Human genetics and disease mechanisms
In the frame of Human genetics and disease research direction, BMC performs genetic, epigenetic, and microbiome research and studies the mechanisms associated with disease pathogenesis, detection of various biomarkers and development of molecular diagnostic tests. Significant progress has been made in recent years with the addition of unique clinical specimens to the National Biobank, the Genome Database of Latvian Population (VIGDB), which includes more than 38,000 participants from the Latvian population and patients from various disease cohorts. This biobank serves as a key resource for increasing the volume of molecular research at BMC, as well as a base for medical innovation and integrated, functional research. In total, five scientific groups perform research in this direction. Group led by Prof. Jānis Kloviņš, combines the investigation of microbiome, genomics, pharmacogenomics, and functional research, to explore the mechanisms of disease pathogenesis and drug action in various diseases, with an emphasis on metabolic and endocrine conditions. Significant contributions have been made to explore the molecular aspects of COVID-19. Dr. Inna Ikashina’s group ensures the development of medical genetics, focusing on research into neuromuscular diseases. Significant discoveries have been made in the discovery of new mutations and the mechanisms of disease development at the molecular level. Dr. Renate Ranka’s group is investigating the molecular mechanisms of various biological functions of medically important microorganisms, with particular emphasis on pathogen-host interactions in diseases such as tuberculosis and various tick-borne infectious diseases. Dr. Dāvids Fridmanis’ group is focused on molecular and functional research of G-protein binding receptors, and developing various activities related to microbiome research. A new research direction has been developed in Latvia to monitor the enviroment using metagenome analysis and other methods based on the next-generation sequencing approach. The recently established Dr. Vita Rovīte’s research group is investigating molecular markers and mechanisms of human disease development and progression, emphasizing the study of pituitary neuroendocrine tumors to reveal potential targets for improving diagnosis and prognosis and disease management.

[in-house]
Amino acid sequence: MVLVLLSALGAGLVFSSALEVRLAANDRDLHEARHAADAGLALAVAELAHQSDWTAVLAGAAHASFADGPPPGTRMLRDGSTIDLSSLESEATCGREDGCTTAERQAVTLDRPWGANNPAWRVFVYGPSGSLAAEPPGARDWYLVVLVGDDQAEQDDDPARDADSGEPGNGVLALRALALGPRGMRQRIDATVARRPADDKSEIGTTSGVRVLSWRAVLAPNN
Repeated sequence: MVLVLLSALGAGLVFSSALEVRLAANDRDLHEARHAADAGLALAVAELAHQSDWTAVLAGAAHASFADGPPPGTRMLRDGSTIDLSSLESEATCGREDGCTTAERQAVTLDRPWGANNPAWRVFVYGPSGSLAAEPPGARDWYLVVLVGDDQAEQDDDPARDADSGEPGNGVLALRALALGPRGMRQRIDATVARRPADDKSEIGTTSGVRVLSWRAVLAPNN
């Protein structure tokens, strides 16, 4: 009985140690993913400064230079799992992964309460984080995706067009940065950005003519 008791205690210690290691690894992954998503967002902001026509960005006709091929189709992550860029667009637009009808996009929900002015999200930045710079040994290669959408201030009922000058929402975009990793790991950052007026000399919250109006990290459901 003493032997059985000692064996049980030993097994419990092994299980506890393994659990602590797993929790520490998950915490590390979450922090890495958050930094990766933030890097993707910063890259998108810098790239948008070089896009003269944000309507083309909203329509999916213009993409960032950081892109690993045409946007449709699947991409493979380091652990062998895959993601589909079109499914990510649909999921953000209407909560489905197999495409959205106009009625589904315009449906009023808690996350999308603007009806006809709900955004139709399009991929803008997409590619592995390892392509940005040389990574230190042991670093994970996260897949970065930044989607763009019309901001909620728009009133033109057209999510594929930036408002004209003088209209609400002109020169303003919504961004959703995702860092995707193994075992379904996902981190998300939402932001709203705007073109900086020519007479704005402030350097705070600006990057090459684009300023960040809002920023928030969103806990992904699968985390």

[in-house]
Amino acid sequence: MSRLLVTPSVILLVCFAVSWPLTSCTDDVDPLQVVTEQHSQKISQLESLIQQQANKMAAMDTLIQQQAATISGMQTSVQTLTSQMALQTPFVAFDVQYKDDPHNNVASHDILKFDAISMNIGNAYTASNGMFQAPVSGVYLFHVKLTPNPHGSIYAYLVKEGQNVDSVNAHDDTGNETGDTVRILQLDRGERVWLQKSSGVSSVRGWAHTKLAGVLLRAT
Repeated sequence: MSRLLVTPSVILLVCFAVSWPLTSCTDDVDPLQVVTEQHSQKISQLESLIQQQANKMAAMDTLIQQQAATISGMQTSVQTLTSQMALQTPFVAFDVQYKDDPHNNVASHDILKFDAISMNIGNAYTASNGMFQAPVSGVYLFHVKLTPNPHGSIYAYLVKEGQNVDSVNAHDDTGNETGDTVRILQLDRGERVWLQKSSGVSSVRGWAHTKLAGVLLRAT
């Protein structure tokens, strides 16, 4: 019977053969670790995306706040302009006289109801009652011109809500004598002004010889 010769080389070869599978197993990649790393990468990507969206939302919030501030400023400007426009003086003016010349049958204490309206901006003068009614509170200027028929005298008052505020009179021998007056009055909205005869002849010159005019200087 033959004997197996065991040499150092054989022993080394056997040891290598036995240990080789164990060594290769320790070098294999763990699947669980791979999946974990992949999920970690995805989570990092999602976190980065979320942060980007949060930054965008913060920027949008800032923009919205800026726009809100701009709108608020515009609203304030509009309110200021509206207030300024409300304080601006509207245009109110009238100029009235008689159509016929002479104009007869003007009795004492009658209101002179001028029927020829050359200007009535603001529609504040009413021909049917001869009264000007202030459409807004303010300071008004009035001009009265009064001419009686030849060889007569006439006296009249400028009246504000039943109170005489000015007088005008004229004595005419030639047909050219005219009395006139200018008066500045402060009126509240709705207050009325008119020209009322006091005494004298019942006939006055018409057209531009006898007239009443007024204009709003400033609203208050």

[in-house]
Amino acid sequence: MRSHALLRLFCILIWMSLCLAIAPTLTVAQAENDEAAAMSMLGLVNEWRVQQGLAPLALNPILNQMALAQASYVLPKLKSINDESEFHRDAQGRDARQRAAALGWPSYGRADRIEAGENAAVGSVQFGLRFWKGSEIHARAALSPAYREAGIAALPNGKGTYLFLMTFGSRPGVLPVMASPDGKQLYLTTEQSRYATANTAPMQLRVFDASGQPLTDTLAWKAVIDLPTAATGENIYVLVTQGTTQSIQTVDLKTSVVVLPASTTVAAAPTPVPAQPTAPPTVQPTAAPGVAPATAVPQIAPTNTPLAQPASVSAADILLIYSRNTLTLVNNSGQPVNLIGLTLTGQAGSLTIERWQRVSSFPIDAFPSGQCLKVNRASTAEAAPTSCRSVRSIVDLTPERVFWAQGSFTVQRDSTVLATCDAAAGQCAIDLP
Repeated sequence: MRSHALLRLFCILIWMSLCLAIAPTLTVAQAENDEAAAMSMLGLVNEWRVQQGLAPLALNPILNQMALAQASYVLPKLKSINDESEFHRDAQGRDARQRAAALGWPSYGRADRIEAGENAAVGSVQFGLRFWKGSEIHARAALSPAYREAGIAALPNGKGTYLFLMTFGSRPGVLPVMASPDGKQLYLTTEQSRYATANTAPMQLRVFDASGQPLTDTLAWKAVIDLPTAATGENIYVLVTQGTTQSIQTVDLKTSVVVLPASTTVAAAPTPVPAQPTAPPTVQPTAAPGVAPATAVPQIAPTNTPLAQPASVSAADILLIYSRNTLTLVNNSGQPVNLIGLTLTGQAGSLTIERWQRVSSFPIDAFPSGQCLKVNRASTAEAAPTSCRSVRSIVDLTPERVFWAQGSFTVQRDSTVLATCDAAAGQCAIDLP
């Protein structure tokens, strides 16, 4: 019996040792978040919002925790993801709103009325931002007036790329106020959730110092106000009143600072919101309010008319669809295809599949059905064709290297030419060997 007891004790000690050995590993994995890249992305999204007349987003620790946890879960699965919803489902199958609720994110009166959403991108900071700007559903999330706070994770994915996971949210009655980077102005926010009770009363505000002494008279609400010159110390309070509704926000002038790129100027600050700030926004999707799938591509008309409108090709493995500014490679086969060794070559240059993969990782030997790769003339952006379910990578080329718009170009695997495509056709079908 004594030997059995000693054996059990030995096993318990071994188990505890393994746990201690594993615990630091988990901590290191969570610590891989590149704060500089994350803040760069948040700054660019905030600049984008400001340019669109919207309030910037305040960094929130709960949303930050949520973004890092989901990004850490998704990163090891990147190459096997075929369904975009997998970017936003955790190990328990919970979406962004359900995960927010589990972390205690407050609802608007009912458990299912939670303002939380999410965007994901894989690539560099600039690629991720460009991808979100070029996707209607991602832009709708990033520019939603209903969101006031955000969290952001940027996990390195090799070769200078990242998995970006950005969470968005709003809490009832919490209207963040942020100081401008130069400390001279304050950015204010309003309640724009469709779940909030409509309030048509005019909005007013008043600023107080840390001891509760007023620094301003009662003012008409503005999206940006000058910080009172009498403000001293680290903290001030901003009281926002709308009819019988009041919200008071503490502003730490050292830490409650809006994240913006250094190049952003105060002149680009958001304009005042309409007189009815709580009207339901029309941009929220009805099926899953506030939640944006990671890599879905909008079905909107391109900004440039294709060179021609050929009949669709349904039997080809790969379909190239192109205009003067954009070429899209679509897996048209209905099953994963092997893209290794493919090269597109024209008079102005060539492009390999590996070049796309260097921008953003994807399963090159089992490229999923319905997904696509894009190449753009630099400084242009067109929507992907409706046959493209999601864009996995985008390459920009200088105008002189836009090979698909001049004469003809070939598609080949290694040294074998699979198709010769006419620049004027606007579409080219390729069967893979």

In general, the main strategic goal of the BMC in this area is to link high-quality basic research with clinical studies to reveal the mechanisms of disease etiology and introduce new drug targets and biomarkers into clinical practice.